Two underpasses in the Novena area will be demolished to make way for construction work on the upcoming North-South Corridor, which is expected to begin next year.
One of the linkways connects the Velocity@Novena Square shopping mall and Revenue House, which houses government agencies such as the Inland Revenue Authority of Singapore and the Singapore Land Authority, while the other links Novena MRT station to Goldhill Centre in Thomson Road.
Chinese daily Lianhe Zaobao reported yesterday that the two underpasses would be demolished.
A spokesman for the Land Transport Authority (LTA) confirmed that the underpasses would be temporarily affected by construction work.
"LTA is studying various options to reconstruct the underpasses as part of the upcoming project," he said, adding that LTA was still in the "preliminary stage" of the study and would provide more details when available.
Underpasses 'can be rebuilt to be better'
Nanyang Technological University transport consultant Gopinath Menon said he did not believe the demolition of the two linkways would badly affect pedestrians.
"They still have the option of above-ground pedestrian crossings," he said.
Mr Gopinath added that the future linkways could connect all the buildings in the area, similar to how City Hall MRT station is linked to the Esplanade and Suntec City by a series of underground retail spaces.
Experts agreed the reconstruction of the underpasses would provide an opportunity to improve them.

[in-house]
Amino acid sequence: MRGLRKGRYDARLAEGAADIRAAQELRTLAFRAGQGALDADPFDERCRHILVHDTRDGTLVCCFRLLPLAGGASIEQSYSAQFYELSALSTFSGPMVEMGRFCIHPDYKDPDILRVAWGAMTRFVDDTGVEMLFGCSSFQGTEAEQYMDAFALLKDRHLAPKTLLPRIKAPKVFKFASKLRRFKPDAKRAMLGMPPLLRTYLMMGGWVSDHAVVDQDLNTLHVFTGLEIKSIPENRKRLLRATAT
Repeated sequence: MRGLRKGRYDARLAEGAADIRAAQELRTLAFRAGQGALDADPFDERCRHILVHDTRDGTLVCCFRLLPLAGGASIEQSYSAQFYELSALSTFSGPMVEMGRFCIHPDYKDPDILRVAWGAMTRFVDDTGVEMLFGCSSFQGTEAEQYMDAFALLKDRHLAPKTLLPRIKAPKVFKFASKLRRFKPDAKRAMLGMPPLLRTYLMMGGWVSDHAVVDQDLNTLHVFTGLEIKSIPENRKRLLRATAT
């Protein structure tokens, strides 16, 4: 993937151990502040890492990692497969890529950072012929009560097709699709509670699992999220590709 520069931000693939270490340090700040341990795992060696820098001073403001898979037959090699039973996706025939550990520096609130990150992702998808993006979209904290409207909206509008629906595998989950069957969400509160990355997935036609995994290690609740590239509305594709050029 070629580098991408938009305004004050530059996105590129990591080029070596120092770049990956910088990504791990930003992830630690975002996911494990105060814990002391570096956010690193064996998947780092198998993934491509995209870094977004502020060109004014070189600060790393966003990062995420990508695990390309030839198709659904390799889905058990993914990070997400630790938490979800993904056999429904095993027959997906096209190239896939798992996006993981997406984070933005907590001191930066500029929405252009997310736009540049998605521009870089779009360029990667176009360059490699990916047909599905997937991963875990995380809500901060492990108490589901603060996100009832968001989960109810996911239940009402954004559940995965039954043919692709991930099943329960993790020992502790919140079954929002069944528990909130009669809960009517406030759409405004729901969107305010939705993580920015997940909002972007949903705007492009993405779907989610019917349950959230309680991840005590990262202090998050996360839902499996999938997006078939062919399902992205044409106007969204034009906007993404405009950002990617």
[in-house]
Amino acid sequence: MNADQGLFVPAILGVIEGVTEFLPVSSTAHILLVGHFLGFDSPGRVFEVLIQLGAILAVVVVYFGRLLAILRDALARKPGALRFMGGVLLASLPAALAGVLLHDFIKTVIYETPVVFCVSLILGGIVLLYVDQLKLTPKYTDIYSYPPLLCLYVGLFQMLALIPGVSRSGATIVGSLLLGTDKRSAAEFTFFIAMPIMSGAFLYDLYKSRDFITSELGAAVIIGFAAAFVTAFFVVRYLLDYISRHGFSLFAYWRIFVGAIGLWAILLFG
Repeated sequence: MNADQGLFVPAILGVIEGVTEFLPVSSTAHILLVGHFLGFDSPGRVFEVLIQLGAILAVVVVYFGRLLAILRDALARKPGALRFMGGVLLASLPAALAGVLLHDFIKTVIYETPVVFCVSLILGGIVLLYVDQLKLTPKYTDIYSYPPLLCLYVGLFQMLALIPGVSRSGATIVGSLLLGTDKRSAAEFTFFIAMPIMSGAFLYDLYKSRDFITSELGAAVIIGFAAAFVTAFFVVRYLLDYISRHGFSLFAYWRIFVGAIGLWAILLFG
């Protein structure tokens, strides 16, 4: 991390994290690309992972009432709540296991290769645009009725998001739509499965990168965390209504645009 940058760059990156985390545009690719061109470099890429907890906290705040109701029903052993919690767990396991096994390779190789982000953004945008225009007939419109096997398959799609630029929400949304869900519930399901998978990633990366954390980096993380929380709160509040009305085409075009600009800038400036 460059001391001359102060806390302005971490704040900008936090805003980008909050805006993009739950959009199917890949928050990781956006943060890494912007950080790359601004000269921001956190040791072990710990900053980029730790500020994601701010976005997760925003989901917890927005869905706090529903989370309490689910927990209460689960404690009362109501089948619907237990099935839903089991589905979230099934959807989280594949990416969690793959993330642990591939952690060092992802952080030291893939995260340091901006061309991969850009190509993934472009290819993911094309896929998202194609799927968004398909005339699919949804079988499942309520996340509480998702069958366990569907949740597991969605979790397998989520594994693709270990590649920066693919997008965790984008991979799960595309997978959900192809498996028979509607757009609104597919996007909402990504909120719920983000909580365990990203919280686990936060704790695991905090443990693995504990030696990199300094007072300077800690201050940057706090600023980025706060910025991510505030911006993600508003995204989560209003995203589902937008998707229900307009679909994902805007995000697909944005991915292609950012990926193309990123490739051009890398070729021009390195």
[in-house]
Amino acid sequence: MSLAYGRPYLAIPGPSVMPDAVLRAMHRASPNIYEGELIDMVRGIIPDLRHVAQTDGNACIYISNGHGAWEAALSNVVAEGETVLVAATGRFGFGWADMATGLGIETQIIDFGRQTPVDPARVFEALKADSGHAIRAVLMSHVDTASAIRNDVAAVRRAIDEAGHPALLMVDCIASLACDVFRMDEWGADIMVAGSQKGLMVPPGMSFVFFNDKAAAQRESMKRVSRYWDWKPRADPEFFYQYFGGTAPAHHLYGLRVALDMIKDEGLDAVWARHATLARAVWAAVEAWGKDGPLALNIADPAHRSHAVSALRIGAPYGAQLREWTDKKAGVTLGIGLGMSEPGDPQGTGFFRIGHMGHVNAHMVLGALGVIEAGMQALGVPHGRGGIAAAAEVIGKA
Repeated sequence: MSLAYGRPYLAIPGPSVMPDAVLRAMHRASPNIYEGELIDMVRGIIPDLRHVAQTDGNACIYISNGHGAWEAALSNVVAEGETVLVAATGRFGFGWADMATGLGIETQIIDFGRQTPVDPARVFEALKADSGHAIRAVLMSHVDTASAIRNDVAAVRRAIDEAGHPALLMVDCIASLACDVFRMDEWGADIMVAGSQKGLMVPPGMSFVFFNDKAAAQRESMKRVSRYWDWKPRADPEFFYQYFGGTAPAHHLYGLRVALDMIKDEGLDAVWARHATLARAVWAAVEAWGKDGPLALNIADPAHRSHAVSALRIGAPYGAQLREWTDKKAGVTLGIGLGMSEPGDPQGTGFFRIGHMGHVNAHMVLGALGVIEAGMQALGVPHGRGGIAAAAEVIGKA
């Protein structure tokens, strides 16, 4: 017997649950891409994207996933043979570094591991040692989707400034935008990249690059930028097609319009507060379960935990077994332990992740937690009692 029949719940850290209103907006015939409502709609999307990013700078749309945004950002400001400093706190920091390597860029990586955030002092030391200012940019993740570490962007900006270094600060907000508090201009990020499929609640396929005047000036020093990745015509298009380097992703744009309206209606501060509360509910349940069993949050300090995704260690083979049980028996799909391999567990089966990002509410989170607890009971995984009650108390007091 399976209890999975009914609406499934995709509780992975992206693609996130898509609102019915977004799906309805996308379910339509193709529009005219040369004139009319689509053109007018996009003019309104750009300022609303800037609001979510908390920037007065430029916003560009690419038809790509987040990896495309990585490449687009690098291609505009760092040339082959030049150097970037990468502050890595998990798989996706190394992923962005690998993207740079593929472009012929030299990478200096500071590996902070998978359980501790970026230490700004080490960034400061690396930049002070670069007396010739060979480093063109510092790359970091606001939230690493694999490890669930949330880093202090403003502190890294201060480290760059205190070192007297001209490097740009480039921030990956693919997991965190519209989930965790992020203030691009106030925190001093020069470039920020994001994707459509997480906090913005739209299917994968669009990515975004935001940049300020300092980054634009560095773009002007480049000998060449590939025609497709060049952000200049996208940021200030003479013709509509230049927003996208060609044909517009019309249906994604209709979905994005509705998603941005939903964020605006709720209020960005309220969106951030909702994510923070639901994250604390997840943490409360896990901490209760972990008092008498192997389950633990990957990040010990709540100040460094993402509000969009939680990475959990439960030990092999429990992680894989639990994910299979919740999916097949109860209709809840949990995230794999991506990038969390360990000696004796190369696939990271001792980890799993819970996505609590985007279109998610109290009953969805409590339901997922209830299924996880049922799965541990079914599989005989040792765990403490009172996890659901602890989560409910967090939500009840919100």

Mr Chong Kee Sen, former president of the Institution of Engineers, Singapore, said the underpass leading to Revenue House, currently accessible only by a staircase on the Novena Square side, was not very friendly to the elderly or the disabled.
"We can take advantage of the situation to make the underpasses more user-friendly," said Mr Chong.
Mr Lim Peng Hong, former president of the Association of Consulting Engineers Singapore, said the cut-and-cover method used to build underground expressways here made the demolition of the underpasses inevitable.
He also said features such as ramps could make the future underpass more accessible to bicycles, strollers and wheelchairs.
"There's no reason to rebuild the underpasses exactly the same," said Mr Lim.
WORRIED FOR BUSINESS
Taking this route is a habit for some and is how we get our customers.
MR MICHAEL BOH, who works in an electronics store in the basement of Square 2.
I would be less inclined to visit the area because it would definitely be more inconvenient.
MS REBECCA LIM, who shops at United Square and uses the underpass from the MRT to get there via Goldhill Plaza.
Businesses in the area, however, worry that the demolition of the underpasses would mean less human traffic in the interim.
"Taking this route is a habit for some and is how we get our customers," said 27-year-old Michael Boh, who works in an electronics store in the basement of Square 2 mall.
Patrons of the shopping malls said the closure of the linkways would inconvenience them.
"I would be less inclined to visit the area because it would definitely be more inconvenient," said 20-year-old student Rebecca Lim, who shops at United Square and uses the underpass from the MRT to get there via Goldhill Plaza.
It was announced in January that the 21.5km-long North-South Corridor, originally slated as a vehicular expressway, would be Singapore's first integrated transport corridor, featuring dedicated bus lanes as well as cycling and pedestrian paths.
Connecting towns in the north such as Woodlands and Sembawang to the city, the North-South Corridor is expected to be completed in 2026.